JOHANNESBURG, SOUTH AFRICA
Cheryl Carolus, one of South Africa's most prominent female politicians, says she has no complaints about her acceptance as an "honorary man" by her male comrades.
But the way her colleagues treat their wives stokes the ire of this deputy secretary-general of the African National Congress (ANC).
She says she sometimes has to force them to introduce their wives, who are carrying food in and out of the kitchen while Ms. Carolus and the men talk politics in the lounge.
"I become quite rude and say, 'Excuse me, who is this person?' They often then say dismissively 'That is my wife,' as though they would say, 'This my dog.' "
Perhaps nothing better sums up the mixed picture for women since Nelson Mandela's ANC formed the first black majority government in 1994.
During its decades as a liberation movement, the ANC championed equal rights, and women like Carolus held high-level positions. But the story told by many of the country's females since then is of second-class citizenship.
Expectations were widespread that this ANC government would prove more enlightened than those in other countries, partly because of what was seen as a genuine commitment by President Mandela to better the lot of women. However, most analysts, including Carolus, feel these things take time and that other men in the government lack the president's vision.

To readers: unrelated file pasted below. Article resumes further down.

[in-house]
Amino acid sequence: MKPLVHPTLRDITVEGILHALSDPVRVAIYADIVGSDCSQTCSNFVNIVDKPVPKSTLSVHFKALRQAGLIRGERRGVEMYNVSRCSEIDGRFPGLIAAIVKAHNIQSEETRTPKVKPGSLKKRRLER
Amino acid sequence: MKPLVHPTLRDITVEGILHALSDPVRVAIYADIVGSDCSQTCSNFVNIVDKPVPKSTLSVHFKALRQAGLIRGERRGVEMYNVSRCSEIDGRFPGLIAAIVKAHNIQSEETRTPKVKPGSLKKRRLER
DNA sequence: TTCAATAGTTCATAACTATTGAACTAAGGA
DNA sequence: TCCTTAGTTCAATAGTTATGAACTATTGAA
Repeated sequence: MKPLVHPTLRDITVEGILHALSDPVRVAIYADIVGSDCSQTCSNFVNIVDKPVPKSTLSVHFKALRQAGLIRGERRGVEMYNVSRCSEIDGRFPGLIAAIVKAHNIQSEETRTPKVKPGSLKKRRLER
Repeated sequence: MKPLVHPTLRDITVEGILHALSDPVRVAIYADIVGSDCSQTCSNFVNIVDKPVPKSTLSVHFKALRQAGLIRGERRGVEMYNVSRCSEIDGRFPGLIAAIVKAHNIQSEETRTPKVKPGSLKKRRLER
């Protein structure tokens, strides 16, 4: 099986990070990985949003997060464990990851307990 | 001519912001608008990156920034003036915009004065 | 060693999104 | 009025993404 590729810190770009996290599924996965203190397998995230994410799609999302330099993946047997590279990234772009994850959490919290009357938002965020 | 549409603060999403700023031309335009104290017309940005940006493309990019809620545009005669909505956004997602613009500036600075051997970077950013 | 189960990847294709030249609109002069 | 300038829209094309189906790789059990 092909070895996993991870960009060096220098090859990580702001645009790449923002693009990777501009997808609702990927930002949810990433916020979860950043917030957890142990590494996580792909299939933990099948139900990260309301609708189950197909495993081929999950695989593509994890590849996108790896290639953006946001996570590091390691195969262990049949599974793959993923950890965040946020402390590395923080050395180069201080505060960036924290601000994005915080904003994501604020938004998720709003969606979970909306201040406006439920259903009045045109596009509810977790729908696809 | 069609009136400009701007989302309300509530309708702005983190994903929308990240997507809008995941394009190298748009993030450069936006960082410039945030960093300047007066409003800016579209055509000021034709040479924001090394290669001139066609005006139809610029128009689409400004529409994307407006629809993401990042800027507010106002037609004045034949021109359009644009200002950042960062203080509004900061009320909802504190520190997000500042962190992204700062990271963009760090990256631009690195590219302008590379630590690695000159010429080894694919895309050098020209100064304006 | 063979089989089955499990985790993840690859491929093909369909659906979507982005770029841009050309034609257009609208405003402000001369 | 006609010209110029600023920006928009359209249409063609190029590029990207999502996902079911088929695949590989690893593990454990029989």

Women's-rights activists concede that the government may be well-meaning. The new post-apartheid Constitution, for example, enshrines equal rights. But no gender antidiscrimination laws are on the books, and sexist traditions - particularly among the rural poor - mean policy is often not translated into action.
The problem facing women in South Africa is universal across Africa, where there has only been one female president in recent history (in Liberia). But South Africa was seen as an exceptional case, both because of its superior economic development and the political maturity of its leaders.
"The government's commitment is often just rhetoric," says Cathi Abertyn, head of the Gender Studies Program at Witswatersrand University in Johannesburg.
To the government's credit, women can finally open their own bank accounts without their husbands' permission. Pregnancy is no longer grounds for job dismissal, and pregnant women enjoy free health care. Abortion was legalized earlier this year. Women head four ministries. The Speaker of Parliament is a woman. Women hold about a quarter of Parliament's 490 seats.